I went a long stretch without owning a car, or driving, in my late teens and early 20s. I moved to San José, California, and lived very simply while attending San José City College. This was 1966 and the Zeitgeist was very much on my side. It was considered cool to be poor, avoid commodities, cars and houses in particular, and commune intimately with the planet. Much better to walk barefoot and feel the grass and asphalt beneath one’s feet than the rubber and plasticity and linoleum and tile of a world grown severely Cartesian and detached from the natural world. It was high virtue to shun the world of commerce and industry, vigorously protest the war in Vietnam which was an immoral, sinister extension of capitalist predation, tune in, drop out, and absorb the wisdom of the east. Hinduism, Buddhism, Zen, Taoism. The Beatles incorporated the sitar into rock ‘n roll and incense burned and hair grew long and clothing got colorful and zany. It was a good time. The Volkswagen bus was hugely popular. It was low key, funky, and easy to work on.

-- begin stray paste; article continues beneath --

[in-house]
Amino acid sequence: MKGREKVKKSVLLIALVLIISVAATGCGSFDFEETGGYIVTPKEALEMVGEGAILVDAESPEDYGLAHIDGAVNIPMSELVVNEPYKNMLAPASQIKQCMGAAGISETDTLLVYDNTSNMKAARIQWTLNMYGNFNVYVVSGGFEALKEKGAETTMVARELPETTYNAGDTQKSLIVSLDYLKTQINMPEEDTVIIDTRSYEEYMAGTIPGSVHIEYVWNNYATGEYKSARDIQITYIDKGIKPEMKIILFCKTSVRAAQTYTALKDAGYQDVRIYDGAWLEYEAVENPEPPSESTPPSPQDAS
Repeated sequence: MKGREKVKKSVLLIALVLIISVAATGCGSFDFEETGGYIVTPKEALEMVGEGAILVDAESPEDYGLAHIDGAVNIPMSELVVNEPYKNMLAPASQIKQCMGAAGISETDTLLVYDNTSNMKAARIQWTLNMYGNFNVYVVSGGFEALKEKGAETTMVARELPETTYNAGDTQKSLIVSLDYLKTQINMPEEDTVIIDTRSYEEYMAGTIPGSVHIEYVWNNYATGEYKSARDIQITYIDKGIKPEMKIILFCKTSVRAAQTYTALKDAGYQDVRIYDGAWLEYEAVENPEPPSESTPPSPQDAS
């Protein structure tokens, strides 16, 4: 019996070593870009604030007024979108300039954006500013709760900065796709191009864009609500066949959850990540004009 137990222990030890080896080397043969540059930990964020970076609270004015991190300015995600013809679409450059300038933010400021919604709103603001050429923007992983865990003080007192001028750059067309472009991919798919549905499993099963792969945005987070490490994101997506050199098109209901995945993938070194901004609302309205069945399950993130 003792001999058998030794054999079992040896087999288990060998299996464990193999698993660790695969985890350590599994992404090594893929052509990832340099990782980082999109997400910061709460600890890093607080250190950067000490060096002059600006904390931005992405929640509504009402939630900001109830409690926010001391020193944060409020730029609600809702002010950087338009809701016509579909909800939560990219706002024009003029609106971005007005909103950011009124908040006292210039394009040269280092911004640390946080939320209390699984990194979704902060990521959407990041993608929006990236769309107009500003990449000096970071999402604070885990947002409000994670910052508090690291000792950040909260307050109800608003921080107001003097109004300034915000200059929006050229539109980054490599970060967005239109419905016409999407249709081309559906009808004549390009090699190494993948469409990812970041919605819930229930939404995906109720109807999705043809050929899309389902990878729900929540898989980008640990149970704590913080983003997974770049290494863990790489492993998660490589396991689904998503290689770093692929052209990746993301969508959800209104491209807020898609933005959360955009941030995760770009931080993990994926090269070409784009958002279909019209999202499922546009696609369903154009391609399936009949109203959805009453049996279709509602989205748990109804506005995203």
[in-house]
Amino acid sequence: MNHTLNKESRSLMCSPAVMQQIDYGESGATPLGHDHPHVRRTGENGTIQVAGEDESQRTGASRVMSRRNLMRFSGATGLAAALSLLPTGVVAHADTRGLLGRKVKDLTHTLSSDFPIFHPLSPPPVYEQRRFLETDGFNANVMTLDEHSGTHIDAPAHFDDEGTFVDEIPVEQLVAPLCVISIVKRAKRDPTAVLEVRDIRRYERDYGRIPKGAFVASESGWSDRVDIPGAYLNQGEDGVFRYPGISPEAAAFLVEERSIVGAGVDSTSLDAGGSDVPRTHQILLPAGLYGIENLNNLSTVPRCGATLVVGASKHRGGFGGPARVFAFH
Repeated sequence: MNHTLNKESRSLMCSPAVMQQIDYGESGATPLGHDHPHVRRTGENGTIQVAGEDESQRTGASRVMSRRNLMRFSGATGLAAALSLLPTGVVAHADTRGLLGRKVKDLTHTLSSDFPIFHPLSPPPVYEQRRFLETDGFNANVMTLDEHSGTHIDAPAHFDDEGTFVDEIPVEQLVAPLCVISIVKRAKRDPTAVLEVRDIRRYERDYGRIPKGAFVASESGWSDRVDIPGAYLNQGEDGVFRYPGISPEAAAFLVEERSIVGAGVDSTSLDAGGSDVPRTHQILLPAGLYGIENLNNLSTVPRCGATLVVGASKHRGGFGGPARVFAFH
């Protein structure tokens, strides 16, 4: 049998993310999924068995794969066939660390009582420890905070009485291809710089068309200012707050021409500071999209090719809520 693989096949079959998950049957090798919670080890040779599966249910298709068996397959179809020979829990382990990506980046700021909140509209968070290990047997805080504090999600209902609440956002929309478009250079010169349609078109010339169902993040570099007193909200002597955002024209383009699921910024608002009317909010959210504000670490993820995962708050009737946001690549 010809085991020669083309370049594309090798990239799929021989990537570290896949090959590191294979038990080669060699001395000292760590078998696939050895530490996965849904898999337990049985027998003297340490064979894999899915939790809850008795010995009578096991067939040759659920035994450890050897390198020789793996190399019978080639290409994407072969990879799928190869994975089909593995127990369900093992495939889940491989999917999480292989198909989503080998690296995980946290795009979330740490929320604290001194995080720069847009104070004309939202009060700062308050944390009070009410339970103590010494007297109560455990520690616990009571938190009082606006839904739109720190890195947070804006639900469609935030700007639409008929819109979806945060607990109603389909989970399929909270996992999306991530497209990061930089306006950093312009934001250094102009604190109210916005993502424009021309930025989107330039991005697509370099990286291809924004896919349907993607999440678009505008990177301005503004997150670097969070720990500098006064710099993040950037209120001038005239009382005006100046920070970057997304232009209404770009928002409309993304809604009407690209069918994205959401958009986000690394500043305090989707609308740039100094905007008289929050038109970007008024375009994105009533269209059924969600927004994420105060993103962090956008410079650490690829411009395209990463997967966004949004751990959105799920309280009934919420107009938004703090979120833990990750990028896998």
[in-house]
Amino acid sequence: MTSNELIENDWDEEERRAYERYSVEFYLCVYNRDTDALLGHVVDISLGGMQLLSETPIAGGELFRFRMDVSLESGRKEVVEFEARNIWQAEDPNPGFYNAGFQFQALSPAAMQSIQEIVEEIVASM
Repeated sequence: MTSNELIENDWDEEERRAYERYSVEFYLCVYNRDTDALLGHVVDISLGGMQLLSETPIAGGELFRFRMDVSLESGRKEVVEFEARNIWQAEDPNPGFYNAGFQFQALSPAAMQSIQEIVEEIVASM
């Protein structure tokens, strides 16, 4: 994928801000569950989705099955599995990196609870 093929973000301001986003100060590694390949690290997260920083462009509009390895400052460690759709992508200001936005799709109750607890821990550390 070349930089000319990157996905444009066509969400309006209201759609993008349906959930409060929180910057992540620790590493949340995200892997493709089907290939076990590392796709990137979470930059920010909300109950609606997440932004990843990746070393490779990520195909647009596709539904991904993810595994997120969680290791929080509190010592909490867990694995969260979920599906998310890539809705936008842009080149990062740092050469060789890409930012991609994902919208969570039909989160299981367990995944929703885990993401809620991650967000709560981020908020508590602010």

I got married in 1970 and we bought a Volvo. I don’t remember much about it, except that one morning it wouldn’t start, which put me into a towering rage, and made me late for school. San José did not have a viable public transit system. I waited an hour for a bus to come, which never did come. The marriage didn’t work out, and a few years later, I found myself back in Seattle.